“I never watched late night television. Native American stuff on Cavett?”

“He interviewed John Neihardt, the one who wrote Black Elk Speaks a long time ago. It just came out with a third edition because everybody was buying and reading it. I picked it up in paperback at Waldenbooks at South County but never read it. The only reason I brought it with me out here was because of my interest in the history of Turvey’s Corner. You know it was Osage Indians who murdered the first inhabitants of our town. Once I decided to come out this way, I decided I would try to find out more about the pre-history of this country.”

“Were you always interested in history?”

“Not really. In fact, in school I wasn’t interested much in anything, to tell you the truth.”

“That’s certainly true of me. But you always made better grades than I, and seemed to be with the program.”

“Nah. I just gamed the system, did enough work to pass.”

“Well, look at us now. Real success stories, yeah?”

“Might be. Why don’t we raise a cup of Black Medicine to the stars and chant awhile?”

“So. What exactly is your angle on this Native American quest? Reverend Elton said you were on a vision quest.”

“Frankly, I’m not too sure what that is, exactly. All I can say for now is that I have a genuine interest in their religious perspective, grounded more in their observations of nature. Church back home never really did it for me, and my friends on college campuses were getting stirred up by the Jesus People. I just thought I would get away from Turvey’s Corner and St. Louis to see what was out here under the open skies. See if I can glean words with more meaning than ‘Far out'”.

Randy laughed out loud, took another draw from his coffee cup, and looked up into the stars as Hank continued:

“Of course I don’t have all the religious background that you have. What are you now, by the way, a recycled theologian?”

“More of a re-tooled one, actually. I hadn’t given much thought to Native American religions, but I cannot honestly say that church life ever really penetrated to my inner life. College and seminary opened me up in ways that I’m thankful. But I have far more questions than answers when it comes to religion. I’m grateful that they taught me Greek and I packed my New Testament along with me. I’ve done a little translating on the bus along the way. But I’m also getting a lot from this theologian Karl Barth. I brought along one of his books, and now the Reverend has given me a second one. So I’ve got plenty to chew while we’re out here.”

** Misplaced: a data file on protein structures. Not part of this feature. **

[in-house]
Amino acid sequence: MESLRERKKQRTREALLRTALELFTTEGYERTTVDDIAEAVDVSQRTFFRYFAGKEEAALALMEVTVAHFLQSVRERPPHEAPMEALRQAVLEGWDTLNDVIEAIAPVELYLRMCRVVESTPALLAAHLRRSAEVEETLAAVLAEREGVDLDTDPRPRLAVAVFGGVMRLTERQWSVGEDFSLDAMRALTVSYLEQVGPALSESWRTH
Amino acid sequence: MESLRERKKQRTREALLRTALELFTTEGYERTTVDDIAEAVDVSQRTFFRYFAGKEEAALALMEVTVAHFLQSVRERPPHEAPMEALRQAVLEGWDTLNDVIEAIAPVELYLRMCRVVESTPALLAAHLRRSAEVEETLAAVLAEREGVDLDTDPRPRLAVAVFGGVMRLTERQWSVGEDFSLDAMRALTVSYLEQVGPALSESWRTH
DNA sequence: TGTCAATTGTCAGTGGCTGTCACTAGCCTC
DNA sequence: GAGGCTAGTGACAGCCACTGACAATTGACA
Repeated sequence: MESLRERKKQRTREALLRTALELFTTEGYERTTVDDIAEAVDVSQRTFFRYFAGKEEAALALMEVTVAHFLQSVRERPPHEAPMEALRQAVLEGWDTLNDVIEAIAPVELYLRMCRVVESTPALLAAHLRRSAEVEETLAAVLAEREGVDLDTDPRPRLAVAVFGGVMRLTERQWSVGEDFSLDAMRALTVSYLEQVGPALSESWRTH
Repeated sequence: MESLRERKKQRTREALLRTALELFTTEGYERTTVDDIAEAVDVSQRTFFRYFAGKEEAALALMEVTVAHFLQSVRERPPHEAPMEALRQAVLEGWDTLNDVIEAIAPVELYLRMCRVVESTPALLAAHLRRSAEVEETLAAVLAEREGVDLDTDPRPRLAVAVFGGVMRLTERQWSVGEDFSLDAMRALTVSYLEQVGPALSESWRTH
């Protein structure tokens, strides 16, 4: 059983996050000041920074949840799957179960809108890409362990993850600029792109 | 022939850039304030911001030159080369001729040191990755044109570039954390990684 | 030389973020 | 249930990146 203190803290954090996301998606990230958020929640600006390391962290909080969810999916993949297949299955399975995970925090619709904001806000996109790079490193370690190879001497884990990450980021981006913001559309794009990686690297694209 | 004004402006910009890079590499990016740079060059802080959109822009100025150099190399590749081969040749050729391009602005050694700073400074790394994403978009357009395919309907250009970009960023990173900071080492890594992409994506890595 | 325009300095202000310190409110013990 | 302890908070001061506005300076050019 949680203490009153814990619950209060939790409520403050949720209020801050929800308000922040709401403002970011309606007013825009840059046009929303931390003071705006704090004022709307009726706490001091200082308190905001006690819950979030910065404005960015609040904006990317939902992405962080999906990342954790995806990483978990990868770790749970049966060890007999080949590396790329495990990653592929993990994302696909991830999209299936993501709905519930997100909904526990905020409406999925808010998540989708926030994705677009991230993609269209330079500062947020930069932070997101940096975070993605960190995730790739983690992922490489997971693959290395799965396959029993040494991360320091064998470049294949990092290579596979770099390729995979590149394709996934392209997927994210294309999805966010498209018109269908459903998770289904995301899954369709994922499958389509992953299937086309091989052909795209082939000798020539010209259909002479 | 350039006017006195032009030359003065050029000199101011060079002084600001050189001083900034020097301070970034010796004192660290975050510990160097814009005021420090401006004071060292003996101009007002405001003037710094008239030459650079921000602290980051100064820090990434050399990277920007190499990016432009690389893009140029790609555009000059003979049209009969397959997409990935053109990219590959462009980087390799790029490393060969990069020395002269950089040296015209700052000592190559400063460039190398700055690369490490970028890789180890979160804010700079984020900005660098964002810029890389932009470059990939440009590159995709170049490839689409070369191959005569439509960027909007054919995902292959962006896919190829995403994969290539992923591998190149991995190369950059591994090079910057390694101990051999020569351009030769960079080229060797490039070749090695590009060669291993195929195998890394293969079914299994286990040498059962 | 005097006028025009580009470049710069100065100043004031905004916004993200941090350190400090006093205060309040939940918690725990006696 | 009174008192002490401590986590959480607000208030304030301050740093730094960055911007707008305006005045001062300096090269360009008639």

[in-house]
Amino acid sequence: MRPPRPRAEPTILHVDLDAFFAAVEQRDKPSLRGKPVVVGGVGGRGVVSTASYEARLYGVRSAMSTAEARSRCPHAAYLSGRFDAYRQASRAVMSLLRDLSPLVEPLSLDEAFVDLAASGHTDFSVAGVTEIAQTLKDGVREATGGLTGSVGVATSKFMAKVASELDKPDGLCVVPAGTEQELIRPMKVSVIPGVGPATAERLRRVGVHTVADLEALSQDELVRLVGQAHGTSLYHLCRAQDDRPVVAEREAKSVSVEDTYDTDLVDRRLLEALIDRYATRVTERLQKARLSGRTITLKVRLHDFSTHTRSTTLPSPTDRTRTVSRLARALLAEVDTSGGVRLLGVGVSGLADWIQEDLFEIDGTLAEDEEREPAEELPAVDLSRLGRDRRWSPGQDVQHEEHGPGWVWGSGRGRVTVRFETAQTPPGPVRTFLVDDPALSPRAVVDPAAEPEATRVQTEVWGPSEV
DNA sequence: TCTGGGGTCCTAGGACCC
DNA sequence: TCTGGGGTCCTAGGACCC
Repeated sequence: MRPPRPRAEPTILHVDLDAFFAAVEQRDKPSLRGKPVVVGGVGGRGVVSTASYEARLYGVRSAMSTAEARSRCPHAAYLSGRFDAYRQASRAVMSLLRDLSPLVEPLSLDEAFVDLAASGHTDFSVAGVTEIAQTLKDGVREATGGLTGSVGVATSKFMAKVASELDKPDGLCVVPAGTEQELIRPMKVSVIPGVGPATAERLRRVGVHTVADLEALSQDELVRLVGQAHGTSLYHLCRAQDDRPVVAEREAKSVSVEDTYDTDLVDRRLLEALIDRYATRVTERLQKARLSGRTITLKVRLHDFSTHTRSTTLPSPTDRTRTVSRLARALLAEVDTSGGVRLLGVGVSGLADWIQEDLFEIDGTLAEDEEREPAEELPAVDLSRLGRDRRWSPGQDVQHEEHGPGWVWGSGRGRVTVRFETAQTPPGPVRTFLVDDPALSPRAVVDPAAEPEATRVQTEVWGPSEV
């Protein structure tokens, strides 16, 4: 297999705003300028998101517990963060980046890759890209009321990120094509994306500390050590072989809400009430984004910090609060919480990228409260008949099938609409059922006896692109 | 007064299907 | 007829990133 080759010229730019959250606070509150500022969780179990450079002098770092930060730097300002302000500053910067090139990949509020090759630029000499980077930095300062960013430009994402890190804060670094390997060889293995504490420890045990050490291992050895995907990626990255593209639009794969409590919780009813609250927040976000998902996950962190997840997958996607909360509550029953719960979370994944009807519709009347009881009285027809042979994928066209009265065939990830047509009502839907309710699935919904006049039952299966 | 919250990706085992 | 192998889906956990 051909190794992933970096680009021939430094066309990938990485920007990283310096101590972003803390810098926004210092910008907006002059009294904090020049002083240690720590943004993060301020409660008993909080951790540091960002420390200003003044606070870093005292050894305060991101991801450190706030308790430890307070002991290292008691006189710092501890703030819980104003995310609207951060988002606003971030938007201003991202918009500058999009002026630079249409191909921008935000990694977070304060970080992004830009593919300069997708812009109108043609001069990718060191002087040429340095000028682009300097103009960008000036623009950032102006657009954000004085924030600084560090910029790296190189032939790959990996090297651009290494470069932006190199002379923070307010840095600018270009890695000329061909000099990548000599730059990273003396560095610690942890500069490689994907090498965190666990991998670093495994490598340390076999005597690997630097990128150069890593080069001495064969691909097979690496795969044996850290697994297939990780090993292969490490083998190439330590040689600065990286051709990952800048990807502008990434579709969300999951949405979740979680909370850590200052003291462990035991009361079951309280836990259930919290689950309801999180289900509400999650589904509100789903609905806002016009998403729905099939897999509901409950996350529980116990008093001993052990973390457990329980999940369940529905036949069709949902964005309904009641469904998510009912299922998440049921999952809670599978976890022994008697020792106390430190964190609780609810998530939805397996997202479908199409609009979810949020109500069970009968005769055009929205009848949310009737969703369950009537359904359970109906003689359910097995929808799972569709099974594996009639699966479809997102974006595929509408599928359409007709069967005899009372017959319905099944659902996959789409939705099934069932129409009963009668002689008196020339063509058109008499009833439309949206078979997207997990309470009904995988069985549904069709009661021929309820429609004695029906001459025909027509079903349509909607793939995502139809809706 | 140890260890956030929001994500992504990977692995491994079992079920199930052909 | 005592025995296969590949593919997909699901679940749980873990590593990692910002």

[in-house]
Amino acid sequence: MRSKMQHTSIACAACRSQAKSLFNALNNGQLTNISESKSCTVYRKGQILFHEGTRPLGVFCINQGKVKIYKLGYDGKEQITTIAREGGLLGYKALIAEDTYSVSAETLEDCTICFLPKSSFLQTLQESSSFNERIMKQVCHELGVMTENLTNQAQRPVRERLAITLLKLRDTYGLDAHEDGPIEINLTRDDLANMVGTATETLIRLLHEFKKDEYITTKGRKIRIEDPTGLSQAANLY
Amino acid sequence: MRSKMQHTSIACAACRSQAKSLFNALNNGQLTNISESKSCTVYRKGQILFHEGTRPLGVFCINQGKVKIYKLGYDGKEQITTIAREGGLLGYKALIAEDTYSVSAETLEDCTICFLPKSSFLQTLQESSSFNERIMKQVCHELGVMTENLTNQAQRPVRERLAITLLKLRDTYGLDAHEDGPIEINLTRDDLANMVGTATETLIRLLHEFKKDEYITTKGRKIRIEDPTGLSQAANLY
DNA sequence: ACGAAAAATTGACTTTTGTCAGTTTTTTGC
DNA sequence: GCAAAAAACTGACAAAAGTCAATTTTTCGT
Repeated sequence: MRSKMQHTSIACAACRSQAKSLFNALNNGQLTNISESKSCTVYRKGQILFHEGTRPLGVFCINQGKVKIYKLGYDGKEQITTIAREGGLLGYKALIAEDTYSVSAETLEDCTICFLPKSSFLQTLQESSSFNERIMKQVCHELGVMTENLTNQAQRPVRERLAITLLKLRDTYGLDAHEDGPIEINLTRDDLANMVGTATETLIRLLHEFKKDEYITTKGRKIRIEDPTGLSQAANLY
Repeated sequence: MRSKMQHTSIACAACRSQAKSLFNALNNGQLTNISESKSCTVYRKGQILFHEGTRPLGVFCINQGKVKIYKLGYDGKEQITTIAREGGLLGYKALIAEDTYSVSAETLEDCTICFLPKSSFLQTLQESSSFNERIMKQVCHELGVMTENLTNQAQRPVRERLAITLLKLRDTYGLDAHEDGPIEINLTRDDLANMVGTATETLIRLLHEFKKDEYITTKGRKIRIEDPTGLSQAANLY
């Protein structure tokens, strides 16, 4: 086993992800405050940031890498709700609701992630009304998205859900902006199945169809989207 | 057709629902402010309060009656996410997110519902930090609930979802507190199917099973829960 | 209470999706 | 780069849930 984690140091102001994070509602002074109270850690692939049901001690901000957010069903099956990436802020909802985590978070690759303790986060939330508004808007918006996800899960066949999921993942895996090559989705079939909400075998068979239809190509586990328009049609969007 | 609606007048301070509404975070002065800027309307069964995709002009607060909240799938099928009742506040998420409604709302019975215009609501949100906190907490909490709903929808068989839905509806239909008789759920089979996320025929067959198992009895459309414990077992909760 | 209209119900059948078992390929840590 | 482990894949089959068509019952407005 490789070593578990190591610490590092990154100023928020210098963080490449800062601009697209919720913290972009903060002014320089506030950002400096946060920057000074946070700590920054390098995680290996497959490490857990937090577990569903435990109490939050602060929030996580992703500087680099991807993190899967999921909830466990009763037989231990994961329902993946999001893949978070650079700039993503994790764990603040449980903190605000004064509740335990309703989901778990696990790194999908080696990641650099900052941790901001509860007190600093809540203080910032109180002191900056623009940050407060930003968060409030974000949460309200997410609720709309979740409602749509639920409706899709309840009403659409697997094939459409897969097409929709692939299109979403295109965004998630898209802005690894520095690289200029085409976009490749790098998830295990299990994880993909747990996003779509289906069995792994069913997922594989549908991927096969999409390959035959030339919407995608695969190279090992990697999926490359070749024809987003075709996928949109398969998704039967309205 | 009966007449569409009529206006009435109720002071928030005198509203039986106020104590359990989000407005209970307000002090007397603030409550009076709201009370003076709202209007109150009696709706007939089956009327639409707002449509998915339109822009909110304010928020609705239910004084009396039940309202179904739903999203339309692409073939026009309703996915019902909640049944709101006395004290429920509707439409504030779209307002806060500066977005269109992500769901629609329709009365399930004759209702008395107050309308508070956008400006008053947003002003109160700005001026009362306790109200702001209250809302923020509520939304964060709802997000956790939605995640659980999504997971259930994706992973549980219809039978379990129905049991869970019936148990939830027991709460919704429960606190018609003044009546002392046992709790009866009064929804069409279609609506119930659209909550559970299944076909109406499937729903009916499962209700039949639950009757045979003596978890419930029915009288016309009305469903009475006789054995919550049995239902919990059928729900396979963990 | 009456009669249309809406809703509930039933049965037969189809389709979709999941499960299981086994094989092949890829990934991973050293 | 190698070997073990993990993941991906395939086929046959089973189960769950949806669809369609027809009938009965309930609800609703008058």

Resuming the Hank Chapter for Turvey’s Corner

March 31, 2020
Hank on the Road

There was only one firm spot in my world at that moment, one solid, endurable thought: I did not wish to go on the way I had been going.

Peter London, Drawing Closer to Nature: Making Art in Dialogue with the Natural World

This new painting has been in my blood for days, and finally I have a start on it. It marks the continuation of my work on the Turvey’s Corner 63050 series I began in 1999. The subject focuses on Hank as he leaves Turvey’s Corner in search of meaning for his previously sheltered, uneventful life. The quote above from Peter London could well have been authored by Hank himself late that night in the filling station when he decided he was leaving town in the morning.

Hank is my alter ego. I left home in 1972 to enter college, in that day feeling just as lost and rootless, and I never returned to my hometown to live. Hank, according to my Turvey’s Corner series, leaves home after a short time studying at the community college and working nights in the filling station. As he hitchhikes along Route 66 he senses a Presence watching over him. High on the hill overlooking him, I am going to place an Osage warrior on an Appaloosa mount. Osage Indians massacred the first settlers of Turvey’s Corner in March 1800. The spirit watching over him now is the spirit of the Native American, of Homer, of John Muir, of any wandering mendicant seeking a place to anchor his life.